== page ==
VIENNA, Va., Jan.12, 2016 /PRNewswire-USNewswire/ –Navy Federal Credit Union has eliminated all foreign transaction fees1 on its credit cards for new and existing cardholders. Implemented January 4th, the credit union will no longer charge a fee for using a credit card for foreign currency transactions.

We always want to be doing the right things for our members, especially our Active Duty military, said Randy Hopper, vice president of credit cards at Navy Federal. By eliminating foreign transaction fees, were making it better for our members to use their credit cards, particularly while traveling or if theyre based overseas.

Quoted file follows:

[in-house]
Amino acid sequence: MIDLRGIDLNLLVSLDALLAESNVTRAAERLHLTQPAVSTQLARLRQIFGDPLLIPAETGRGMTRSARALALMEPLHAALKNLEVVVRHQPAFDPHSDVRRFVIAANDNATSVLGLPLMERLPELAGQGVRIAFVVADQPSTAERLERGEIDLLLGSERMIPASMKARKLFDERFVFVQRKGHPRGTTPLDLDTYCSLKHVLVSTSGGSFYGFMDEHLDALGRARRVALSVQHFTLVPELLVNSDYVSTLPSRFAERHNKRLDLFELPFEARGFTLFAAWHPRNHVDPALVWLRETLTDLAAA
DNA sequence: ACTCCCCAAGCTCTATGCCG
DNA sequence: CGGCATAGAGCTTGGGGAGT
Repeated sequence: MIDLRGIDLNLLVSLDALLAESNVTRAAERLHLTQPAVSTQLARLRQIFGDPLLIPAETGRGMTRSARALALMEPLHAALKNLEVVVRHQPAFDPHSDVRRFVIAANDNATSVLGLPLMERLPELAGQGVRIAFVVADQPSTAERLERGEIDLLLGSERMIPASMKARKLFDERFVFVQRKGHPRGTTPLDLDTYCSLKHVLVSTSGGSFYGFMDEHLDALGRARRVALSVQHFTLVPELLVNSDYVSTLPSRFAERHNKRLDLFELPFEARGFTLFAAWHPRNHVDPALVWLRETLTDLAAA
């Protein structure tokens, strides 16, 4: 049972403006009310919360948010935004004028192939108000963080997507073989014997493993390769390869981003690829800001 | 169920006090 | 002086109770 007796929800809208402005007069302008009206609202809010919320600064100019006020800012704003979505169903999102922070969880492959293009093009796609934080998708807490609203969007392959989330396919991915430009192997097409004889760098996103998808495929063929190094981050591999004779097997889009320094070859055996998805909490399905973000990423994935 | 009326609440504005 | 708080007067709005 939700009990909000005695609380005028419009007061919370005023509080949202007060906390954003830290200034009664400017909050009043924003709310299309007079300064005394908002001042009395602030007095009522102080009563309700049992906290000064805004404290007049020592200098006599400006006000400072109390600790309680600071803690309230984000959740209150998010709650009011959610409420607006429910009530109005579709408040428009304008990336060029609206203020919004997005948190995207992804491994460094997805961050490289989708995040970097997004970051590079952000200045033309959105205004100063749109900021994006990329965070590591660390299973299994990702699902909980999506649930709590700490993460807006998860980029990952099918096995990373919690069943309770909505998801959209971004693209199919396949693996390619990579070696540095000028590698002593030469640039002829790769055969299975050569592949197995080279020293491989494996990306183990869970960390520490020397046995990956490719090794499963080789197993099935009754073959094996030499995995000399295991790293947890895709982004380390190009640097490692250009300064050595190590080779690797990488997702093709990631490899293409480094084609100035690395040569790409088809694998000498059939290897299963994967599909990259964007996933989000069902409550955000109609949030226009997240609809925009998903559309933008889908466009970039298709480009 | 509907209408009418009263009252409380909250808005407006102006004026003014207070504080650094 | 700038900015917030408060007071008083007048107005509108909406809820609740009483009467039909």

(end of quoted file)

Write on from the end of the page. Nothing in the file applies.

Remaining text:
There are no fees for credit card balance transfers or cash advances1, and the credit union sets no limit on rewards earned for eligible purchases.2 All cards have no annual fee, with the exception of the Visa Signature Flagship Rewards Card, which offers added benefits like travel and emergency assistance for an annual fee of $49.

About Navy Federal Credit Union
Navy Federal Credit Union is the worlds largest credit union with more than $71 billion in assets, 5.9 million members, 277 branches, and a workforce of over 13,000 employees worldwide. The credit union serves all Department of Defense and Coast Guard Active Duty, civilian, and contractor personnel and their families. For additional information about Navy Federal, visit www.navyfederal.org.